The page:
The critics have fallen in love with the reshape
This wasn’t just a spring clean; The Tate Britain undertook the huge job of re-curating and rehanging 500 artworks, and now it’s finished, the critics love it.
“The first thing to say about [Tate Britain director Penelope] Curtis's rehang is that it is gloriously, satisfyingly, reactionary,” wrote Richard Dorment of The Daily Telegraph. “There are several winners in this chronological hand. The principal one is Tate Britain: where the collection is thin, the ground can be covered more evenly...,” said Rachel Campbell-Johnston at The Times, while Jonathan Jones of The Guardian says: “Visitors to Tate Britain are in for a shock. It may take a while to register. When it does, the revolution perpetrated by the museum's director, Penelope Curtis, explodes into view.” A Walk Through British Art, featuring work from the 1500s to the present day, allowed "a more neutral view of the range of art being produced at any one historical moment to emerge," said the gallery. “There is more sculpture than before. Moore, twice a Tate trustee, has been honoured for his strong connections with the gallery while the dedicated Blake gallery recognises the Tate's long association with the visionary artist,” said Louise Jury in the Evening Standard.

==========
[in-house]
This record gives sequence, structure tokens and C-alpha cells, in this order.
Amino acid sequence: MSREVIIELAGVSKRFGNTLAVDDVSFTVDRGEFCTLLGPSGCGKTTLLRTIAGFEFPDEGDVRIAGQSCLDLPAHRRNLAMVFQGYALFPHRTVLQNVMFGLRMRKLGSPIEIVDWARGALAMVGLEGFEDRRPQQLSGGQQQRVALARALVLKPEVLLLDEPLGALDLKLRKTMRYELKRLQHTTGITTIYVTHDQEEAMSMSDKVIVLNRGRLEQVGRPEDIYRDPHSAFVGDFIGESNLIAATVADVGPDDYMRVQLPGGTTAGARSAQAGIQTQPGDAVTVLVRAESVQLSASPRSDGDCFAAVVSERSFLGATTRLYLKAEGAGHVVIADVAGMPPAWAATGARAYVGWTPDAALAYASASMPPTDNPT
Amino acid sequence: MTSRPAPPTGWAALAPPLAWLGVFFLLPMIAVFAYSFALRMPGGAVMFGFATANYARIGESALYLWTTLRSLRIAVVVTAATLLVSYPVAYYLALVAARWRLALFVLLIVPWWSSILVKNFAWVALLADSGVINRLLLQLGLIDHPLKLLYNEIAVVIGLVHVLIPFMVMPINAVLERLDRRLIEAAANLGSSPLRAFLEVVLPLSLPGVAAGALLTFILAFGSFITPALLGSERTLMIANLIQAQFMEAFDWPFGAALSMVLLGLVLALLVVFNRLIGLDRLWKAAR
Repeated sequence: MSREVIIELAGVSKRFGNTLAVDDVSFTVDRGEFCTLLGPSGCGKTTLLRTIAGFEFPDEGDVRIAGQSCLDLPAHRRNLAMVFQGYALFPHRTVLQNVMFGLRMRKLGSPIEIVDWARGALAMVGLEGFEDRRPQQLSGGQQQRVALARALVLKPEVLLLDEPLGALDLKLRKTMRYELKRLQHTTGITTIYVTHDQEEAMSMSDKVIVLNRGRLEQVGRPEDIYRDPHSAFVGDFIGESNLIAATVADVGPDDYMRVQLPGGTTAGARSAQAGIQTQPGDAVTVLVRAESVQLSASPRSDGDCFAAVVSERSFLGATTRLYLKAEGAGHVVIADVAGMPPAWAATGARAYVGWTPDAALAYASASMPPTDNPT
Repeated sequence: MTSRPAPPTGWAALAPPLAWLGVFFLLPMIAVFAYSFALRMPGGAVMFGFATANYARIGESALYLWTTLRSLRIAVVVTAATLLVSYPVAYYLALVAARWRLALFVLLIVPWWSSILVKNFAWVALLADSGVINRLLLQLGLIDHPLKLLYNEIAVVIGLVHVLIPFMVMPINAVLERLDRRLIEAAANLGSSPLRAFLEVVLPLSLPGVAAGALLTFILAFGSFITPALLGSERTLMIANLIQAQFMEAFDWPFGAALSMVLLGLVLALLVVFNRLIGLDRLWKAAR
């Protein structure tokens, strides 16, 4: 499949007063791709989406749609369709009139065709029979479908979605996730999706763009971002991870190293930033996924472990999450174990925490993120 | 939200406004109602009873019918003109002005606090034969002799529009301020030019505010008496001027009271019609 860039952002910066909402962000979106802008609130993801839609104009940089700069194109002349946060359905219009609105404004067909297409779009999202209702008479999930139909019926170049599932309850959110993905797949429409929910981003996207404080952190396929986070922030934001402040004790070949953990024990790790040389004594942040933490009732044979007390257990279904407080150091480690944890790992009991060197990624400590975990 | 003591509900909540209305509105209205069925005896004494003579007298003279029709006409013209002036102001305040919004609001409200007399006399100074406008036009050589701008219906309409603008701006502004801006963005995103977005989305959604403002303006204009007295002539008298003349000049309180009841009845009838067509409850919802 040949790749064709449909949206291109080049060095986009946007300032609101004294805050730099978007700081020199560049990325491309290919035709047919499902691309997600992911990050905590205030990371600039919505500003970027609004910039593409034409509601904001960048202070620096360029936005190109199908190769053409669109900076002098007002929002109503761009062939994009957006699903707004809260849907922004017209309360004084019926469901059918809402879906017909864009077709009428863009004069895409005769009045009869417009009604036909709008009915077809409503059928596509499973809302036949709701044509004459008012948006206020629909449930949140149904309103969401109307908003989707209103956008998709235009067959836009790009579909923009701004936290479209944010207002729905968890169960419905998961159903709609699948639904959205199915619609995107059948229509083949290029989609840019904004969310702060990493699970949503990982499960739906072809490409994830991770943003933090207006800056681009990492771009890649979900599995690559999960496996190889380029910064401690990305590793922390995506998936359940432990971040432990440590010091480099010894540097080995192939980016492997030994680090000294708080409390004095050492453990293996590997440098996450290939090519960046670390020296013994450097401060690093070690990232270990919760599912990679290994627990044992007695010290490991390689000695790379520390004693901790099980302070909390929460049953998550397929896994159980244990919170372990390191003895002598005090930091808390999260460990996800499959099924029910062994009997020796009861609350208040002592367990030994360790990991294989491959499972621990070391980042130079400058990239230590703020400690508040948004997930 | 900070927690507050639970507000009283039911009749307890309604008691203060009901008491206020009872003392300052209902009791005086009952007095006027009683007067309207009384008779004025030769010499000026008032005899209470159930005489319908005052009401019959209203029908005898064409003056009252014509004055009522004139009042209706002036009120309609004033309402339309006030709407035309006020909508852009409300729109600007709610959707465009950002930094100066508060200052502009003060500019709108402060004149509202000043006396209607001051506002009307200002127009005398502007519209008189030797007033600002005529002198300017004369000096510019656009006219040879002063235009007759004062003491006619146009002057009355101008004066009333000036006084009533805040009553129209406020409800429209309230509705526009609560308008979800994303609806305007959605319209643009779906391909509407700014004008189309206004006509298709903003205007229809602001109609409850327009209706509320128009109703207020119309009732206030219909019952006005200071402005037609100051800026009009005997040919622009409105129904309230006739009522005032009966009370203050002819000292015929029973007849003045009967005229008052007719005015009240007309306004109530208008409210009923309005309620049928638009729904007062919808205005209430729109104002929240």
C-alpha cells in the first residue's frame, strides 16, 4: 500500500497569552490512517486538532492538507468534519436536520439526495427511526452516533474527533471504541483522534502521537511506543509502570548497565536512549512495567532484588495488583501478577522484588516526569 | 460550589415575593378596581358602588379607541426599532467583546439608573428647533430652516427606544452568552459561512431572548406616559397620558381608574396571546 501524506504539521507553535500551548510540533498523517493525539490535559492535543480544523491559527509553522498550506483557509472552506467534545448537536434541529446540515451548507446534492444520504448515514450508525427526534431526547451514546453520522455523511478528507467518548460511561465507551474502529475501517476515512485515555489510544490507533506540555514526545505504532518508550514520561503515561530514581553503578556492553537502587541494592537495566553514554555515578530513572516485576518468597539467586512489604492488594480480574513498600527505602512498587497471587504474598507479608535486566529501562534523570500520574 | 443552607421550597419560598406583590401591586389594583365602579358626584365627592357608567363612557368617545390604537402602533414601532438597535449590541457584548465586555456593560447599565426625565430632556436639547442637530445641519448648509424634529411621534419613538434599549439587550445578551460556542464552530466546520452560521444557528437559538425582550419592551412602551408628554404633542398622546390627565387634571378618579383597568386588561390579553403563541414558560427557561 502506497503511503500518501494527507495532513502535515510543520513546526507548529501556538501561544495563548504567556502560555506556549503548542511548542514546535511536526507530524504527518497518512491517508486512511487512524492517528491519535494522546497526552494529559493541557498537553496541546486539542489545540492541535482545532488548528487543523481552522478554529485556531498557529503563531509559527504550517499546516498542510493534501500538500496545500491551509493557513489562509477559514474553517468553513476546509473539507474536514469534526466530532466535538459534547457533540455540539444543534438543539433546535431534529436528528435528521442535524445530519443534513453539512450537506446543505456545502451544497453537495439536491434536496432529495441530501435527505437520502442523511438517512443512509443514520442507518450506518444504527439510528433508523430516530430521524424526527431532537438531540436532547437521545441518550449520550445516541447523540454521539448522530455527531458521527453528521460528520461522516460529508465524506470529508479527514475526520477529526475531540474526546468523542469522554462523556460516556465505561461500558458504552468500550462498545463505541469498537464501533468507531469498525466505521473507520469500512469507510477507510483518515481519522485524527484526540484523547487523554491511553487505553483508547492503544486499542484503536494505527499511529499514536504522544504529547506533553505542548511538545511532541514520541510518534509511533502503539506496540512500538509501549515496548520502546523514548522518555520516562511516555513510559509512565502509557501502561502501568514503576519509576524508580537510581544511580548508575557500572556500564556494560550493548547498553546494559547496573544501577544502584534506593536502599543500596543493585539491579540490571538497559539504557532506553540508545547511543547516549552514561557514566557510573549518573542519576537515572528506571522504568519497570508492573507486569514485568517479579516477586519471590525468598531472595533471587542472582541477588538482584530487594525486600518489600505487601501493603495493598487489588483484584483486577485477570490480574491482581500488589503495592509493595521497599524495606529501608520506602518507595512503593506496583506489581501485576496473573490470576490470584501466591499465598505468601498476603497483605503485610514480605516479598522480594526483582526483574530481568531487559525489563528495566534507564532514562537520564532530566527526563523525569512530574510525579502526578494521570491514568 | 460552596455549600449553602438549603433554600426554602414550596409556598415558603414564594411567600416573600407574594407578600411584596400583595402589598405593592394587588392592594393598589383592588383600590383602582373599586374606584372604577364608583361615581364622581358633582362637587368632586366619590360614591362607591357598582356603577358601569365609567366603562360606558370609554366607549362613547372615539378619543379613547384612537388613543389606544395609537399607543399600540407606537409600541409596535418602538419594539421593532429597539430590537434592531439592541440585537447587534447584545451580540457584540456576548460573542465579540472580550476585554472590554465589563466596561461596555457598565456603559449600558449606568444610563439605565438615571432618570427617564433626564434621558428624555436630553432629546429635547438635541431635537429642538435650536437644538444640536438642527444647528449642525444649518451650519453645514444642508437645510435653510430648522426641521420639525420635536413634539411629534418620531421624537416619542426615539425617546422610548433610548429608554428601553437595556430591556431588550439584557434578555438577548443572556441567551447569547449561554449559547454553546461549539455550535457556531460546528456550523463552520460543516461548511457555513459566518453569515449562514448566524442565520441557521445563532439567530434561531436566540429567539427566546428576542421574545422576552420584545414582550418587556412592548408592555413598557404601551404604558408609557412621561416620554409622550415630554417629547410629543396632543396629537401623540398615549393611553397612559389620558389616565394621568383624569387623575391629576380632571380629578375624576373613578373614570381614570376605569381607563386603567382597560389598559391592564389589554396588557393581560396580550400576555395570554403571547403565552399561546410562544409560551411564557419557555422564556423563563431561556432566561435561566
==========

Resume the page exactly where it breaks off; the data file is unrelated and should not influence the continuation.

The long-awaiting chronological reshuffle seems to have hit the spot for the critics, who are almost unanimous in praise for the update, which will feature dedicated Blake, Turner and Moore sections.
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